The Washington University School of Medicine in St. Louis recently announced that it has received a $17 million grant from the National Institutes of Health (NIH)’s Cancer Moonshot program to fund research into disparities in cancer research, treatment, and outcomes in underrepresented populations.
Specifically, the funds will be used to research African American patients with colorectal cancer and multiple myeloma, as well as people of any race or ethnicity diagnosed with cholangiocarcinoma.
Commenting on the grant, Graham A. Colditz, MD, DrPH, the Niess-Gain Professor of Surgery at Washington University said, “We’re interested in improving care for underserved communities and maximizing the potential of team science, bringing together a diversity of skills, to address these problems.”
The program is looking for 300 patient volunteers to participate in the research program for each of the three cancer types. Any participating patient will have their cancer genomes sequenced and compared to their health genomes to determine what led to the tumor formation. The researchers will use a web-based tool called Genomics Advisor to ask participants many questions about preference and values. Genomics Advisor also explains genomics research to participants.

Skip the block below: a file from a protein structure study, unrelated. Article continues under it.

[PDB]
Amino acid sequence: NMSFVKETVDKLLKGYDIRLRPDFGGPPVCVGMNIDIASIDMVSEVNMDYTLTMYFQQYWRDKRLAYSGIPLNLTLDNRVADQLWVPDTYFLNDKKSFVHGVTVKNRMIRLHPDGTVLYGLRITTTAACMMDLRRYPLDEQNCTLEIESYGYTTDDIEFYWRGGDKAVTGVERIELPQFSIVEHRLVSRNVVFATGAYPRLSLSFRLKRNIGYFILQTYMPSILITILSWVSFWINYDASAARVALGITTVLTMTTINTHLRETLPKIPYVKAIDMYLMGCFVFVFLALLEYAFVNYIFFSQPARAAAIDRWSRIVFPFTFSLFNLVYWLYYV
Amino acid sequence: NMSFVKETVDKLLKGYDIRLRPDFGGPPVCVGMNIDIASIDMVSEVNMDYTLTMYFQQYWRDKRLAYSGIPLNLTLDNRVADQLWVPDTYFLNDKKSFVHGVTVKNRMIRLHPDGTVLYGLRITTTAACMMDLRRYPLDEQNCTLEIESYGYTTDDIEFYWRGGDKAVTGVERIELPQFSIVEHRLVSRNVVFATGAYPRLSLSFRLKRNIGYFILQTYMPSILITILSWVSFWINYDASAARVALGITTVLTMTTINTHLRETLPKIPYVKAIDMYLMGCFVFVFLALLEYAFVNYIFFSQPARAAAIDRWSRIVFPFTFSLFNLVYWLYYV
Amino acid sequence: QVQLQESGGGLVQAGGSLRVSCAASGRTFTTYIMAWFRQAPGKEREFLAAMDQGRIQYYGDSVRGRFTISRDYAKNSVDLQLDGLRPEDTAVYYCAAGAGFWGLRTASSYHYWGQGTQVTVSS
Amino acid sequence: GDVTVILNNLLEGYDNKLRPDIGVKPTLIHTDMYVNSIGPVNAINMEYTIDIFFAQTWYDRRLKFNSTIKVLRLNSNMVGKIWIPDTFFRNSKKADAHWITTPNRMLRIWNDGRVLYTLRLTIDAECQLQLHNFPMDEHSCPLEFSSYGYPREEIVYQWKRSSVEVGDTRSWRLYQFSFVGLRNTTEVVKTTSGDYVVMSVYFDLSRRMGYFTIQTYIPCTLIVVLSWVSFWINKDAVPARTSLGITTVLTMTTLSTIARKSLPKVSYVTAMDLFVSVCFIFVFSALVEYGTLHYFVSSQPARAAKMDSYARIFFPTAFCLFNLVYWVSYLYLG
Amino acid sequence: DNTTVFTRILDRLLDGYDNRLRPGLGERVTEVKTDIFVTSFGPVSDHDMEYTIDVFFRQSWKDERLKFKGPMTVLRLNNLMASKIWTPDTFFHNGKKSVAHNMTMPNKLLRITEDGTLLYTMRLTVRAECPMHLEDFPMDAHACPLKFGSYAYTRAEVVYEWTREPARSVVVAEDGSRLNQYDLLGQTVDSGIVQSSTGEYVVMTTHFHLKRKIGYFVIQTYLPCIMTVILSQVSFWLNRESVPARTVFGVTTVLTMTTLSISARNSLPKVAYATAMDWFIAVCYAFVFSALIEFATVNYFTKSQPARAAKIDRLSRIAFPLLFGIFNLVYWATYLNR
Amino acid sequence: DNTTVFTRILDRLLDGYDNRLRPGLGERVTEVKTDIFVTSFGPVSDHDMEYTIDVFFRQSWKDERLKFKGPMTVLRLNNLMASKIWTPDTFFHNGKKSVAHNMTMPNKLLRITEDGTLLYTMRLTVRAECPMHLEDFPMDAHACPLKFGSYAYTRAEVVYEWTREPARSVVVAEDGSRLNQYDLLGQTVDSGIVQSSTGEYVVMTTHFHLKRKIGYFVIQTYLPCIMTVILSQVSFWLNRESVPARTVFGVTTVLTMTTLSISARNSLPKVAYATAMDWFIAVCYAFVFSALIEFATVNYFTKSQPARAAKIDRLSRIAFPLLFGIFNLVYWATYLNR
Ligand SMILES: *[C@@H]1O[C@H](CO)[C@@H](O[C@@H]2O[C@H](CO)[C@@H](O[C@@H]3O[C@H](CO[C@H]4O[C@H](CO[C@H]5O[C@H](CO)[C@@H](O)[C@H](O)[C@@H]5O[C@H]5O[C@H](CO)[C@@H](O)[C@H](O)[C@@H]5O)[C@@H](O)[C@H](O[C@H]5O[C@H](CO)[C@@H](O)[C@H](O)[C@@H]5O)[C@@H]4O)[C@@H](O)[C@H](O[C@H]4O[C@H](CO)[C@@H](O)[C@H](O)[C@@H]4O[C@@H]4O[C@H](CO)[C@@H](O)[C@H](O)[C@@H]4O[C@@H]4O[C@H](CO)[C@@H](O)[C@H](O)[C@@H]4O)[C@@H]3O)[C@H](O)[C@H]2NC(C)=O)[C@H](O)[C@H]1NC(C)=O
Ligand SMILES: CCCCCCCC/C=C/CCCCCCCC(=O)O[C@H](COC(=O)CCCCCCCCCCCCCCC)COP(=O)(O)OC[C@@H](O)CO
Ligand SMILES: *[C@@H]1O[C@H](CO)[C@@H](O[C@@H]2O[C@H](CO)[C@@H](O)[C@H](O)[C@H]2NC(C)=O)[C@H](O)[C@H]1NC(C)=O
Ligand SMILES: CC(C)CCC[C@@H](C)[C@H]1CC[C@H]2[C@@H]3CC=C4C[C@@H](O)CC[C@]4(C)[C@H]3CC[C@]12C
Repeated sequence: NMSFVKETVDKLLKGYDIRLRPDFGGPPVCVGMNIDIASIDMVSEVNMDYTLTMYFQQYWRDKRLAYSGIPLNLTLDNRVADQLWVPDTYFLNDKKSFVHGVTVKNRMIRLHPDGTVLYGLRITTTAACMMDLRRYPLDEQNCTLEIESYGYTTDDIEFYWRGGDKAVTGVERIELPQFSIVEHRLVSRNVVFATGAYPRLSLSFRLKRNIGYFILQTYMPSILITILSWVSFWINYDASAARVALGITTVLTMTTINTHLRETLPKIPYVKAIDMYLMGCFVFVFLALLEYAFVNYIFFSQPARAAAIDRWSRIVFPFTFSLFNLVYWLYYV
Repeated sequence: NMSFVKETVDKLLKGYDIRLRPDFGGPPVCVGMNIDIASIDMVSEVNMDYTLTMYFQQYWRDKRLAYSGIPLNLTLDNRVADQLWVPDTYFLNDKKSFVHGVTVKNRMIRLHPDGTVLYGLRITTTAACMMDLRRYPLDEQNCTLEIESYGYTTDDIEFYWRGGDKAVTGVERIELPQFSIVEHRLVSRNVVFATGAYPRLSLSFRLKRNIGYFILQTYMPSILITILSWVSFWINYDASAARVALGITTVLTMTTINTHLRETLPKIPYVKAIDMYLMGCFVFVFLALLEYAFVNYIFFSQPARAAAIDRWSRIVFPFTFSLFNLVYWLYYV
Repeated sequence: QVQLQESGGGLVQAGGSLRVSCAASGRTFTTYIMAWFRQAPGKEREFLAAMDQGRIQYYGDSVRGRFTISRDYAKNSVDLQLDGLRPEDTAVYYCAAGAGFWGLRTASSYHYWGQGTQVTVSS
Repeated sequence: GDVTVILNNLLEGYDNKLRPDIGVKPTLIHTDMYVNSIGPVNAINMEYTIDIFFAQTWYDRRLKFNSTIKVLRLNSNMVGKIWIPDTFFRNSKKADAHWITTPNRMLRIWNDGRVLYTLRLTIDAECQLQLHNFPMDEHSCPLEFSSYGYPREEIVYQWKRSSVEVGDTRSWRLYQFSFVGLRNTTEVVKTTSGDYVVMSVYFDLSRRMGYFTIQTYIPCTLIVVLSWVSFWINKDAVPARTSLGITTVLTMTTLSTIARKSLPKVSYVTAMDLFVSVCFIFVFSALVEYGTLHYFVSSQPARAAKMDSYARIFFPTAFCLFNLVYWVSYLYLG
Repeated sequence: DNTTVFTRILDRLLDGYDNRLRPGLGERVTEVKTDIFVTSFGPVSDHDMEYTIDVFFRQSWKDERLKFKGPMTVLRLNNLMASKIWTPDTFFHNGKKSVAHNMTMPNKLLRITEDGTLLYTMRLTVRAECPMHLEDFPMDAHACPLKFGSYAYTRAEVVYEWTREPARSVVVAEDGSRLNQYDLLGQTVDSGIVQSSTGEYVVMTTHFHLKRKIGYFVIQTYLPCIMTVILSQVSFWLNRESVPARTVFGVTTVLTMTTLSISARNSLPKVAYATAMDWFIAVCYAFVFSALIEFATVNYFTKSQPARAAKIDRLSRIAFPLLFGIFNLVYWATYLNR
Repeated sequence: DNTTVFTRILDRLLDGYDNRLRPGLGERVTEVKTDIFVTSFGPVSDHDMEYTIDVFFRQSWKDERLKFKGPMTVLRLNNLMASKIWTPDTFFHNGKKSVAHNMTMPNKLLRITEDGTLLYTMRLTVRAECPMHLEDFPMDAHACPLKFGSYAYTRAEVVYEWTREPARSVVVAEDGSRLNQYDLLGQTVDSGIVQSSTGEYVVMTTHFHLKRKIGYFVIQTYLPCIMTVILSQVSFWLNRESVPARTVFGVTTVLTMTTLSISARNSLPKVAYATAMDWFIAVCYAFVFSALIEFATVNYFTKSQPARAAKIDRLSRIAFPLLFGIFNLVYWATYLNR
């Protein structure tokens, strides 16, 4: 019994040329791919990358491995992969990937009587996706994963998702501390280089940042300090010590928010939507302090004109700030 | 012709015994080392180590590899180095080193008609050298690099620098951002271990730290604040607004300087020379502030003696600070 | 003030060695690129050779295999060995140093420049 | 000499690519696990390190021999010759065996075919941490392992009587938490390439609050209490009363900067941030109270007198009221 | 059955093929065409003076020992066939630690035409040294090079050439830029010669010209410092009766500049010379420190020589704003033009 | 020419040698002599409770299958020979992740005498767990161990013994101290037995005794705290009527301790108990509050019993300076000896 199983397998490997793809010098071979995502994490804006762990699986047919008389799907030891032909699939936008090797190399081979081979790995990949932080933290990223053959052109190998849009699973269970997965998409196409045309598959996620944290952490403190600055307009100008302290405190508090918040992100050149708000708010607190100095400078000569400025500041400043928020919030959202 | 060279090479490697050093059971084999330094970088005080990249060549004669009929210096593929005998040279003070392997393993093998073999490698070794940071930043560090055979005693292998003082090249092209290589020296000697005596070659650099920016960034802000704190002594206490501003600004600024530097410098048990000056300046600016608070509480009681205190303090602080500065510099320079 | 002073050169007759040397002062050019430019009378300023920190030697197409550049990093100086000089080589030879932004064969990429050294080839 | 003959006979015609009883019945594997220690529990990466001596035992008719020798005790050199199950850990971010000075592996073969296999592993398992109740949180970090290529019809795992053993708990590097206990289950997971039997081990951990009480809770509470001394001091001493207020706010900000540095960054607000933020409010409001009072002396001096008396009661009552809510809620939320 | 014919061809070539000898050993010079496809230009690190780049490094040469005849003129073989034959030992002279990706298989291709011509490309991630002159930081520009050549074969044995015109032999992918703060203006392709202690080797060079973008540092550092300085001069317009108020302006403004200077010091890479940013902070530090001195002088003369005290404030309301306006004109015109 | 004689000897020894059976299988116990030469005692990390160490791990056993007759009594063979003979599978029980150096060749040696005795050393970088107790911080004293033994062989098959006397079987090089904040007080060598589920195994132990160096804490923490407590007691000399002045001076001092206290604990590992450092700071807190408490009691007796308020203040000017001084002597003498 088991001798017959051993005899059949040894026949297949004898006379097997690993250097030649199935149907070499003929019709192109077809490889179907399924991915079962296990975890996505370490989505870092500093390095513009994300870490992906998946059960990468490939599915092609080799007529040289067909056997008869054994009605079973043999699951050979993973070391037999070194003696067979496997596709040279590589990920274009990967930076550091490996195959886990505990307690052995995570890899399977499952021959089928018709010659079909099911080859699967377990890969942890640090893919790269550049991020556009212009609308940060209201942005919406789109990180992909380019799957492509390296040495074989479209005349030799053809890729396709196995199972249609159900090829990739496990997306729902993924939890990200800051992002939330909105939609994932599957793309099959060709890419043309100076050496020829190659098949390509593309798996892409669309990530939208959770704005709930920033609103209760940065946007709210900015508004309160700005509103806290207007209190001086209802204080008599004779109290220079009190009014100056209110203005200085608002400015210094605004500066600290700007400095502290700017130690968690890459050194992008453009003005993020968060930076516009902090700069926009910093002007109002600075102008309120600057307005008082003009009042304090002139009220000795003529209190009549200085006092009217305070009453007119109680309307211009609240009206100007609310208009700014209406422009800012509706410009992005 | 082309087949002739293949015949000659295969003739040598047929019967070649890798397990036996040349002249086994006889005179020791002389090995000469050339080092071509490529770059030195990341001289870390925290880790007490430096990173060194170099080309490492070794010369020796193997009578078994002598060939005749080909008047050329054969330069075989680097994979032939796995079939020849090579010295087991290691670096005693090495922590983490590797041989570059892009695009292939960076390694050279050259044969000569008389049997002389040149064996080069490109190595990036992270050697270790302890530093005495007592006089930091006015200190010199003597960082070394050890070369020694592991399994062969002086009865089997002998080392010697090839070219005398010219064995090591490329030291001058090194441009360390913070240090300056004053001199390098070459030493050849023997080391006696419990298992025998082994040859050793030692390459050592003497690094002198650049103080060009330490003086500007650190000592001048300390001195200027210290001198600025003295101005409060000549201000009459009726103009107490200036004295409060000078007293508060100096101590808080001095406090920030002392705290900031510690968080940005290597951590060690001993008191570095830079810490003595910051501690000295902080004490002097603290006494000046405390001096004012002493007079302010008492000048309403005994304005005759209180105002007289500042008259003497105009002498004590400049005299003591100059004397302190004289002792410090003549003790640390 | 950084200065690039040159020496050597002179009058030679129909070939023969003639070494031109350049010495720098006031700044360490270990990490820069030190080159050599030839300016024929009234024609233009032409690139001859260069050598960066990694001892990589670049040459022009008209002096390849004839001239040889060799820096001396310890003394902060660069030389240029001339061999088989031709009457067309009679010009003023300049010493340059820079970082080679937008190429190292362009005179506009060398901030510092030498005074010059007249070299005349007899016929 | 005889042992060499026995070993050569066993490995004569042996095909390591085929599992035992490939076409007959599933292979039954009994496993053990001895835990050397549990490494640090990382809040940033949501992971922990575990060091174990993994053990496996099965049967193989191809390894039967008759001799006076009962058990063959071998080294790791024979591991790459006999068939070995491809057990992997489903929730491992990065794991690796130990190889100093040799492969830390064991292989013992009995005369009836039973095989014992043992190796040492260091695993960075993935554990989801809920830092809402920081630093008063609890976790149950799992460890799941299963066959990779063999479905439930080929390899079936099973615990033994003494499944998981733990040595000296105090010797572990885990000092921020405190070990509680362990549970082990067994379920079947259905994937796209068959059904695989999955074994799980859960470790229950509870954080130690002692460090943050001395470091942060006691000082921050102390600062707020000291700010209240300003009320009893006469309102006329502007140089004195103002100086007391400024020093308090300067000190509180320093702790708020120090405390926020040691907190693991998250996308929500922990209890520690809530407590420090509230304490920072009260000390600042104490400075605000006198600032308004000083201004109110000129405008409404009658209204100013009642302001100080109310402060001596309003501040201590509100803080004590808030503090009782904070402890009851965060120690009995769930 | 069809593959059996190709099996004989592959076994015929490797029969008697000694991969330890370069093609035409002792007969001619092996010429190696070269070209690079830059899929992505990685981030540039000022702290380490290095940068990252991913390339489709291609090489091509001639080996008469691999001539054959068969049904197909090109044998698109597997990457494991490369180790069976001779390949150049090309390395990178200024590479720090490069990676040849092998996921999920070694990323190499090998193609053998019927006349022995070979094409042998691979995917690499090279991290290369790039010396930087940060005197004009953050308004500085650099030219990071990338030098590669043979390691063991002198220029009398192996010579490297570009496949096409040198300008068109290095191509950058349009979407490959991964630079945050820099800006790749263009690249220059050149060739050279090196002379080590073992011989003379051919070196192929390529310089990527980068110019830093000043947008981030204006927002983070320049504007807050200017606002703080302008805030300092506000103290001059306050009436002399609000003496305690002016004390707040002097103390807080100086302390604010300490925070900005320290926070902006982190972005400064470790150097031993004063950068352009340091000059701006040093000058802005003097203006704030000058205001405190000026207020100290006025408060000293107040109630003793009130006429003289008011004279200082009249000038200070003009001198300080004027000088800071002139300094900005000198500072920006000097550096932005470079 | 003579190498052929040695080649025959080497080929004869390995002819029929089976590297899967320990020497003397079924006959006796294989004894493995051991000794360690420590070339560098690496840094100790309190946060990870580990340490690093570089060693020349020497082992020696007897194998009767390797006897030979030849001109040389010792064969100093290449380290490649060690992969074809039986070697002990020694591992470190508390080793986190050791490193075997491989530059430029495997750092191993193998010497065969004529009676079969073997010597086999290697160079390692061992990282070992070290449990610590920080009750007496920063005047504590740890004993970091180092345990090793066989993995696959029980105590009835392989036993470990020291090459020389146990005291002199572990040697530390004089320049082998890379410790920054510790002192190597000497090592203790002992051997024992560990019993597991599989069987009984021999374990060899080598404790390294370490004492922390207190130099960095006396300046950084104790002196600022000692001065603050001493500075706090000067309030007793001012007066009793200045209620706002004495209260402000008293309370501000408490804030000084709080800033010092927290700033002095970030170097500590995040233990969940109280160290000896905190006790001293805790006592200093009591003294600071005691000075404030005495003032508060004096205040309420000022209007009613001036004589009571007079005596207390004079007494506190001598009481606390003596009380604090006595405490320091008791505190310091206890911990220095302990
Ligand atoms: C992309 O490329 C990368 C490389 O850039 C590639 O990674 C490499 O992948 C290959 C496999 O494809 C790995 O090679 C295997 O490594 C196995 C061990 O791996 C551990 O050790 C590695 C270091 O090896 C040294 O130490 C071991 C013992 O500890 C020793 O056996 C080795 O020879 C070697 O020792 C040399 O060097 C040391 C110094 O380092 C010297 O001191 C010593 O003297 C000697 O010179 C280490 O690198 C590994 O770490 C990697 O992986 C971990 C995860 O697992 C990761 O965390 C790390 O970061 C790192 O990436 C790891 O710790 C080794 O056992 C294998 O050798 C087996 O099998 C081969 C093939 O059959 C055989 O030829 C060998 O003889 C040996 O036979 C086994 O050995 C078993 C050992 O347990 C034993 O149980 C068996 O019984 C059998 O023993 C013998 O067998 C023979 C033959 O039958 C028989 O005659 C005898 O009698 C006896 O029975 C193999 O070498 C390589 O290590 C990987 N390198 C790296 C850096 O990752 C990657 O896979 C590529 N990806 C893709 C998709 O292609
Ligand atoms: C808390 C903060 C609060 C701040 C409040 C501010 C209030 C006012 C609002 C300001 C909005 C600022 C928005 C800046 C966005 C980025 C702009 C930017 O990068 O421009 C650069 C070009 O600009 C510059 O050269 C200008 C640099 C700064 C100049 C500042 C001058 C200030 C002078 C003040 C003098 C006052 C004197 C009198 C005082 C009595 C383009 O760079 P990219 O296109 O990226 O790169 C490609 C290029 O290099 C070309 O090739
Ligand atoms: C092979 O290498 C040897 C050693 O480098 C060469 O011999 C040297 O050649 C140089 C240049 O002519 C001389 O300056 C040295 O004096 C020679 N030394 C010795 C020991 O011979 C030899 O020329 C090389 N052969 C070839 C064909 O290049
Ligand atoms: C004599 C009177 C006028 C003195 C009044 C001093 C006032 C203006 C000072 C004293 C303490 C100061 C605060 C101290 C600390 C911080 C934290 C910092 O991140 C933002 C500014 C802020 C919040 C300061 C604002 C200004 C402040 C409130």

“When we look at cancer genomic studies, most of the participants have been white male patients, so a lot of the treatment decisions we make are based on that data, and it may not be applicable to women and people of color,” said Ryan C. Fields, MD, the Kim and Tim Eberlein Distinguished Professor in the Department of Surgery.
Interestingly, the researchers also plan to interview people who do not want to participate in the program.
According to the university, “if investigators can understand why some people choose not to enroll in a study, perhaps future trials can be designed in ways that address some of those concerns.”